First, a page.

Want better film criticism? Stop rewarding the trolls.

The attention lavished upon laughable reviews freezes out the good work that's being done elsewhere

LEGO movie
(Image credit: <a href="https://www.facebook.com/TheLEGOMovie/photos/pb.142731419158626.-2207520000.1396977498./544419782323119/?type=3&amp;theater">(Facebook.com/The LEGO Movie)</a>)

Earlier this year, The Lego Movie was released to rave reviews, earning a stunning 96 percent on the Rotten Tomatoes meter. Critics almost universally praised the film's "beautiful animation," "laugh-a-minute gags," and "surprisingly thoughtful story." Audiences agreed; The Lego Movie earned a massive $410 million worldwide on a $60 million budget.

It seemed like the rare movie pretty much everybody enjoyed — until a review surfaced by Kyle Smith of The New York Post.

Smith's take on the movie, which he deemed "a blockheaded adventure," is a better example of snark than criticism. The review takes less than two minutes to read, and based on its generalizations and mischaracterizations, that's probably about how long it took for Smith to write it.

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But the content of Smith's poorly conceived argument is almost beside the point — if it had been justly ignored, it wouldn't be worth mentioning. The real problem is that this non-review of The Lego Movie became a much-discussed topic of conversation. For what seemed like days, critics and readers alike eagerly swapped gags as they bemoaned the idiocy of Smith's piece.

Attention was lavished on (and traffic was directed to) the snide words of a critic who is noted for strained, attention-getting contrarianism, and who clearly failed to fully engage with the film. Meanwhile, reviews like Dana Stevens' at Slate and Scott Mendelson's at Forbes, both of which said genuinely insightful or engaging things about The Lego Movie, were less noticed.

Unfortunately, the blow-up over Smith's review is not an isolated incident. The response it received is a textbook example of an internet cycle in which unthinking negativity receives exponentially more attention than thoughtful discourse. It's an environment in which a bomb-thrower like Armond White receives an abundance of attention when he trashes 12 Years a Slave, while dozens of more reserved takes get a tenth of the readership. This isn't to say that critical dissent isn't important to the conversation — writers like Calum Marsh have built careers on smart, incendiary takes that go against the grain — but focusing on the writers who don't work with the same care and intelligence does everyone a disservice.

There are real-world consequences for this trend. Two weeks ago, Entertainment Weekly launched a new platform called "The Community," which invites young writers and J-school students to become unpaid "community contributors" for the once-reputable publication. Less than a week later, Entertainment Weekly laid off longtime film critic Owen Gleiberman, who has provided reliably intelligent criticism since the magazine's inception in 1990.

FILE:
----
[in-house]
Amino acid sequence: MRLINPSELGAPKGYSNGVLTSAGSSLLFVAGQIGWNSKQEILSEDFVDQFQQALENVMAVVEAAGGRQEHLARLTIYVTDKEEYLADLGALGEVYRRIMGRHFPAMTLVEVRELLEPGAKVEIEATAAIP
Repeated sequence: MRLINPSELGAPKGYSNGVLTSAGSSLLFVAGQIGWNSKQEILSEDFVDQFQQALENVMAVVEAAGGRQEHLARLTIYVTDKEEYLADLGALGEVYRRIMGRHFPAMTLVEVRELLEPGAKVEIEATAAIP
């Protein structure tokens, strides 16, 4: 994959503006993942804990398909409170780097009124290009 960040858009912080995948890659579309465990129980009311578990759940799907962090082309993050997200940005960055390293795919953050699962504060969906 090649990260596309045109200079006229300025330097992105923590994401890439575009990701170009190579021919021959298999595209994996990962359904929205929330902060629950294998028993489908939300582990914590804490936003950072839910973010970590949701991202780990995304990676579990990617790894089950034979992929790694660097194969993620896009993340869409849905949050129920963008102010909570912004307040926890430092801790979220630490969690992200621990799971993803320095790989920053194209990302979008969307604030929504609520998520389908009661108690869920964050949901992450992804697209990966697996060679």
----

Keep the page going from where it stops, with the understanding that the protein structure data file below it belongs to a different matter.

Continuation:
Then this past weekend, a brief, negative review of Under the Skin by Chris Nashawaty at Entertainment Weekly began to make waves. The five-paragraph review doesn't even discuss the movie at hand until its final sentences. This piece of criticism — which, admittedly, stretches the definition of "criticism" to the breaking point — was discussed ad nauseam for the remainder of the weekend. Sadly, that might be all EW needs to feel justified in letting the likes of Gleiberman go.

This is a cycle far too many people are willing to indulge, ensuring that subpar criticism gains traction for being subpar. My modest proposal to both critics and fans: Instead of standing around staring at the scene of the crime, why don't we agree to reshape the discourse? An inordinate, wasteful amount of time was dedicated to laughing at and linking to Nashawaty's Under the Skin review. Why not spend that same time reading and discussing Matt Zoller Seitz's illuminating four-star review? Or sharing the link to Scott Tobias' revealing interview with the director of the film? Wouldn't we all be better off if we directed our attention — and more importantly, others' attention — to thoughtful writing instead of thoughtless writing?

If we continue guiding our Twitter followers and our Facebook friends to pitiful articles grounded in amateurism, the people writing those pitiful articles grounded in amateurism will live on, gainfully employed by the outlets overjoyed to receive the traffic we're providing them. When the toxicity fully settles in, we may be left with little more than snarky comments crafted in 140 characters — and the critics and aficionados who truly care about film will be the losers.

As anyone who has ever put pen to paper can attest, producing an intelligent and incisive piece of writing on any subject matter is difficult — but highlighting quality writing shouldn't be. If you care about good film criticism, please, pay attention to good film criticism.

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